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Ultralow-cost phones ring in chip opportunities

Posted: 03 Mar 2008 ?? ?Print Version ?Bookmark and Share

Keywords:ultralow-cost phones? ULC phone? 3G?

Handset sales are being driven by two very different markets: feature-rich 3G phones and ultralow-cost (ULC) phones. In developed countries, handset makers can only achieve revenue growth by offering phones with must-have featuresthe iPhone being a prime example.

The list of features for these phones is amazing. In addition to handling numerous cellular air interfaces, the phones must support Bluetooth, Wi-Fi, FM and other communications standards. On top of this, they must provide high-quality A/V experiences. The list goes on.

To deliver these features at price points that attract consumers, wireless chip vendors must make enormous R&D investments; vendors that under-invest risk being left behind. This was a key problem for Agere Systems Inc. In 2006, the company spent $445 million on R&Da total that included spending on non-handset technologies such as its hard drive controller business. Compare that with Qualcomm Inc., which spent $1.5 billion on R&D, most of it handset-related. That spending gap was likely a key factor in Agere's sale last year. It could no longer compete on its own.

Even with intense investment, developed markets offer limited opportunities. To maintain their growth, handset makers must develop ULC handsets for countries such as China and India. According to ABI Research, "The developed markets' high saturation rates mean that over 80 percent of new mobile phone subscribers in the next five years will come from emerging markets."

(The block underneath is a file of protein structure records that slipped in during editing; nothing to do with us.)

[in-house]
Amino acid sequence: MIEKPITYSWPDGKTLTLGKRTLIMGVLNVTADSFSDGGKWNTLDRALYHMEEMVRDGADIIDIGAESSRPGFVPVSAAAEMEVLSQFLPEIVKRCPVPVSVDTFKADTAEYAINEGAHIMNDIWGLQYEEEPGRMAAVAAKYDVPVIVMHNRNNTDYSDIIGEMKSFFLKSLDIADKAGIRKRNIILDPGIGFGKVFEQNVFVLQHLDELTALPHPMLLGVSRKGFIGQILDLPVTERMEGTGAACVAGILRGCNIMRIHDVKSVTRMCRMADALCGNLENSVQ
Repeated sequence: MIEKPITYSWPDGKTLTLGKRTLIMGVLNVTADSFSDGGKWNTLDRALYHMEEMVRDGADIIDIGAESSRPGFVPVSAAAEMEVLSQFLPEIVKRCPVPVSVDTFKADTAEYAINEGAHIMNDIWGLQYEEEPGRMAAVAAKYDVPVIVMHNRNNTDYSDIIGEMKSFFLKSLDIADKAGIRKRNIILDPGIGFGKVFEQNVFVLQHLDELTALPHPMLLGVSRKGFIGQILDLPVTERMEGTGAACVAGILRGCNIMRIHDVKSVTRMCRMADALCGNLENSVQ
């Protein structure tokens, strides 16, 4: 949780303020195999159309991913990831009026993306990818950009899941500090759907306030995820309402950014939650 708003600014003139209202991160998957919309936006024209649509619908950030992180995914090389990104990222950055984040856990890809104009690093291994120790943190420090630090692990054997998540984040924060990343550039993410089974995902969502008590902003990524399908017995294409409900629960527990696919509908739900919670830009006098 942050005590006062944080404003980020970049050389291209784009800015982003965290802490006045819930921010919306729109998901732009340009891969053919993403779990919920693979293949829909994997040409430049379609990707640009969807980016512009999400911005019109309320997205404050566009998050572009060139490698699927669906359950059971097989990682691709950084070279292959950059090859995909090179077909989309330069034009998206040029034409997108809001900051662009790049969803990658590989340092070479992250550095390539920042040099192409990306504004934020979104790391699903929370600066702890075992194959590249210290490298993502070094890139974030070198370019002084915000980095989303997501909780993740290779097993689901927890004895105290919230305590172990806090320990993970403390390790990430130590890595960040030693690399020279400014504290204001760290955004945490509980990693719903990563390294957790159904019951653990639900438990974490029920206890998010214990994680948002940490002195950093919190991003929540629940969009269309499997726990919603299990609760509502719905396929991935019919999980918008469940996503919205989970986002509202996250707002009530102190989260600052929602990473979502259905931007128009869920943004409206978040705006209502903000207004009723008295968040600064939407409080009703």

Agent of change
The growth of the ULC handset market is changing the dynamics of the handset business. Traditionally, a handset manufacturer would rely exclusively on one vendor to supply chips for all its phones. That resulted in a small number of vendors dominating the market. ULC phones are changing this model.

TI maintained its DSP market share lead in 2007, but the DSP market looks to be even more competitive this year. (Click to view full image)

ULC phones use commoditized technology for which there are many providers. Having multiple vendors gives handset makers more design flexibility and more power to negotiate lower prices. Thus, handset vendors are using multiple sources for their ULC offerings. For example, Nokia Corp. no longer relies exclusively on Texas Instruments Inc. for baseband chips in its ULC phones. Instead, the company last year announced partnerships with Broadcom, STMicroelectronics and Infineon. Similarly, Samsung now uses an NXP solution for its ULC handsets. A big winner in this shift is CEVA Inc., which supplies DSP cores to all of these second-tier players.

The opportunities for second-tier players are huge for this year and beyond. The future looks particularly promising for Infineon. "Infineon's ambitious goal is to be among the top three cellular chip vendors by 2010, and they have a good shot at it," said Will Strauss, president and founder of Forward Concepts, a market research firm.

Ironically, one reason for Infineon's strong position is that it acquired Agere's wireless business. While Infineon seems well positioned for the future, other second-tier players may fall victim to industry consolidation. In addition to Infineon's acquisition of Agere's wireless business, 2007 saw NXP purchase SiLabs, and Mediatek buy ADI's wireless business. In short, while the future looks risky for vendors that do not make sufficient R&D investments, the market is full of promise for those that give handset manufacturers a viable alternative to TI and Qualcomm.

- Kenton Williston is site editor of DSP DesignLine.

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